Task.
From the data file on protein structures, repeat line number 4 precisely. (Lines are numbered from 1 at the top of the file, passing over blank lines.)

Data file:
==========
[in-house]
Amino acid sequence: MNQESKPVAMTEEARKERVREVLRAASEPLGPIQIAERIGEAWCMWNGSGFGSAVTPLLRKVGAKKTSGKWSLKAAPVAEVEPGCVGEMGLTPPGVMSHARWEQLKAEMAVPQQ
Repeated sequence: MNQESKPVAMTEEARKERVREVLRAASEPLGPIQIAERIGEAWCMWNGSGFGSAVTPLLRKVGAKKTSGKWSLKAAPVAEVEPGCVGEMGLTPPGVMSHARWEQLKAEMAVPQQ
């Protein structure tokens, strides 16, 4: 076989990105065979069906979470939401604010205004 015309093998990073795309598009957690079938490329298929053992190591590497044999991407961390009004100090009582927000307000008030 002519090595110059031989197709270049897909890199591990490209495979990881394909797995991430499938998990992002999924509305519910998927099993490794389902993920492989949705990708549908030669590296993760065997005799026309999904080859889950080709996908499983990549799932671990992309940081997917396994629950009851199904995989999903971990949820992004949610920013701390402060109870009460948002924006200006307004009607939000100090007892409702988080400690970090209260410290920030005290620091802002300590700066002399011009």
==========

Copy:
């Protein structure tokens, strides 16, 4: 076989990105065979069906979470939401604010205004 015309093998990073795309598009957690079938490329298929053992190591590497044999991407961390009004100090009582927000307000008030 002519090595110059031989197709270049897909890199591990490209495979990881394909797995991430499938998990992002999924509305519910998927099993490794389902993920492989949705990708549908030669590296993760065997005799026309999904080859889950080709996908499983990549799932671990992309940081997917396994629950009851199904995989999903971990949820992004949610920013701390402060109870009460948002924006200006307004009607939000100090007892409702988080400690970090209260410290920030005290620091802002300590700066002399011009």